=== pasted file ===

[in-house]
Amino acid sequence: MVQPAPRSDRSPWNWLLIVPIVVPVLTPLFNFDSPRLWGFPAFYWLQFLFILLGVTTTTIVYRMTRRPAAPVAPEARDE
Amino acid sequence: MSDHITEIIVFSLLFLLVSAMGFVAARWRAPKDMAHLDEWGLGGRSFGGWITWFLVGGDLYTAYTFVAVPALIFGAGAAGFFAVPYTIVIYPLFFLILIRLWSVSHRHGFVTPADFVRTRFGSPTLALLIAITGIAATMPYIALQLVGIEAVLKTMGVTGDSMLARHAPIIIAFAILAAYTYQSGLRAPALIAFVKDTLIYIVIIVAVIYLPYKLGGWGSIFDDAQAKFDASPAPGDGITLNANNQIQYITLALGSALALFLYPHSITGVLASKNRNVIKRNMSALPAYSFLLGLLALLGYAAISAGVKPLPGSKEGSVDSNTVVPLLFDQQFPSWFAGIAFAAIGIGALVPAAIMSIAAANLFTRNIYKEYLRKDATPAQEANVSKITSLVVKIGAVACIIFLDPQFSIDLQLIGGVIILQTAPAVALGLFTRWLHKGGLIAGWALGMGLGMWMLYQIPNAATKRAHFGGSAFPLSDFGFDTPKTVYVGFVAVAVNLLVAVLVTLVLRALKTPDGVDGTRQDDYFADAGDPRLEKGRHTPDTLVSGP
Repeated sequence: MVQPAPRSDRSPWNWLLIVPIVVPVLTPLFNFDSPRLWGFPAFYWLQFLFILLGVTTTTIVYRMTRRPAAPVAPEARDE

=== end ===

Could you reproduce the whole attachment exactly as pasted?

[in-house]
Amino acid sequence: MVQPAPRSDRSPWNWLLIVPIVVPVLTPLFNFDSPRLWGFPAFYWLQFLFILLGVTTTTIVYRMTRRPAAPVAPEARDE
Amino acid sequence: MSDHITEIIVFSLLFLLVSAMGFVAARWRAPKDMAHLDEWGLGGRSFGGWITWFLVGGDLYTAYTFVAVPALIFGAGAAGFFAVPYTIVIYPLFFLILIRLWSVSHRHGFVTPADFVRTRFGSPTLALLIAITGIAATMPYIALQLVGIEAVLKTMGVTGDSMLARHAPIIIAFAILAAYTYQSGLRAPALIAFVKDTLIYIVIIVAVIYLPYKLGGWGSIFDDAQAKFDASPAPGDGITLNANNQIQYITLALGSALALFLYPHSITGVLASKNRNVIKRNMSALPAYSFLLGLLALLGYAAISAGVKPLPGSKEGSVDSNTVVPLLFDQQFPSWFAGIAFAAIGIGALVPAAIMSIAAANLFTRNIYKEYLRKDATPAQEANVSKITSLVVKIGAVACIIFLDPQFSIDLQLIGGVIILQTAPAVALGLFTRWLHKGGLIAGWALGMGLGMWMLYQIPNAATKRAHFGGSAFPLSDFGFDTPKTVYVGFVAVAVNLLVAVLVTLVLRALKTPDGVDGTRQDDYFADAGDPRLEKGRHTPDTLVSGP
Repeated sequence: MVQPAPRSDRSPWNWLLIVPIVVPVLTPLFNFDSPRLWGFPAFYWLQFLFILLGVTTTTIVYRMTRRPAAPVAPEARDE